Seen At 11: New Treatment Erases Spider Veins
The Food and Drug Administration has just approved a new spider vein treatment, and the injections erase the unsightly purple veins in a heartbeat, reports CBS 2’s Dr. Holly Phillips.
“It’s not very pretty,” 37-year-old spider vein sufferer Maria Schainuck said.
Schainuck feels embarrassed by the spider veins on her legs. The mother of three has her own ideas on how they turned up.
“Being in the military for eight years and being on my feet, and also having four children, having four C-sections,” she said.
“It’s a younger patient population that we see with these problems – they’re still young, very active, and they want their legs to look good,” dermatologist Dr. Marta Rendon said.
Dr. Rendon said the veins are more common in women than in men, and patients are always looking for ways to get rid of them.
“Remember, these blood vessels are caused by pregnancy, by obesity, genetics, aging, people that have professions who are on their feet all day long,” Dr. Rendon said.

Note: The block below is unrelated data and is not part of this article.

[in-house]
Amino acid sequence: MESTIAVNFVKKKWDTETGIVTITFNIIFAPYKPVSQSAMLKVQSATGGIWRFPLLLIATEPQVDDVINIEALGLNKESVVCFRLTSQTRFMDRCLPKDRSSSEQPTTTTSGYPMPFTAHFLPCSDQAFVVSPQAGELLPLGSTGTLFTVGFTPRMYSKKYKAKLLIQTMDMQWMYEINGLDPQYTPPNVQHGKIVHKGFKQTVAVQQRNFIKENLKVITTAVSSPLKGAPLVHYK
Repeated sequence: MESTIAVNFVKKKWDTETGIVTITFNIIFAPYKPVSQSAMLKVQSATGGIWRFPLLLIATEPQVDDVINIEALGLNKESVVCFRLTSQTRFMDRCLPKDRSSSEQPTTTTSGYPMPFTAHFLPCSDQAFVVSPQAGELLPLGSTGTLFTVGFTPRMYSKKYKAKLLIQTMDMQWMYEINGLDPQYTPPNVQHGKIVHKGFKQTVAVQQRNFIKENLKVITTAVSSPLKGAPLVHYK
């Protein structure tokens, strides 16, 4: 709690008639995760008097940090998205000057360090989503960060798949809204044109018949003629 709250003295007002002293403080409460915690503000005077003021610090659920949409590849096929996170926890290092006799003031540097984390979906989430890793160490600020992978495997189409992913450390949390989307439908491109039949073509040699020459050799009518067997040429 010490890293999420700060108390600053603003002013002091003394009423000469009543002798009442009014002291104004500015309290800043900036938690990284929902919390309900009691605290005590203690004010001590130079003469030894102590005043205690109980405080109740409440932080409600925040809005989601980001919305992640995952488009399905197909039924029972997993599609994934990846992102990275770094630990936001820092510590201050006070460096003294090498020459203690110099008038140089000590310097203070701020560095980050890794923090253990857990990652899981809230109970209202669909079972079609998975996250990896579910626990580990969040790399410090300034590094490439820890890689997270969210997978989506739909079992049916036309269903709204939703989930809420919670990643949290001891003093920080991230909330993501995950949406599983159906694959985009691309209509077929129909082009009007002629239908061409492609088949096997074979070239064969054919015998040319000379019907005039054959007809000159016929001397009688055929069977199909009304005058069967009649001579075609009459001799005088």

Now, there’s a new way to erase even the smallest spider veins. It’s a substance called Asclera, and it’s injected directly into the veins.
“Once you inject the substance into the blood vessel, it immediately disappears – temporarily, of course,” Dr. Rendon said. “And eventually with time, the vessel will close, and it gets reabsorbed and will just change into other tissues.”
Asclera has been used in Europe for some time, but just this year it was approved by the Food & Drug Administration for use in the United States.
“It’s been 60 years before the FDA approved a new sclerosing agent, so we’re very excited to have something that we know works well, works fast, and has a very high degree of patient satisfaction,” Dr. Rendon said.
Schainuck said she was completely satisfied with the results.
“I think it looks awesome,” Schainuck said. “They’re not as predominant.”
In clinical trials conducted in the U.S. and Europe on Asclera, there was a 95 percent patient satisfaction rate. There can be side effects, however, including bruising, irritation and pain at the injection site.
Prices vary, but one 20-minute session costs around $500.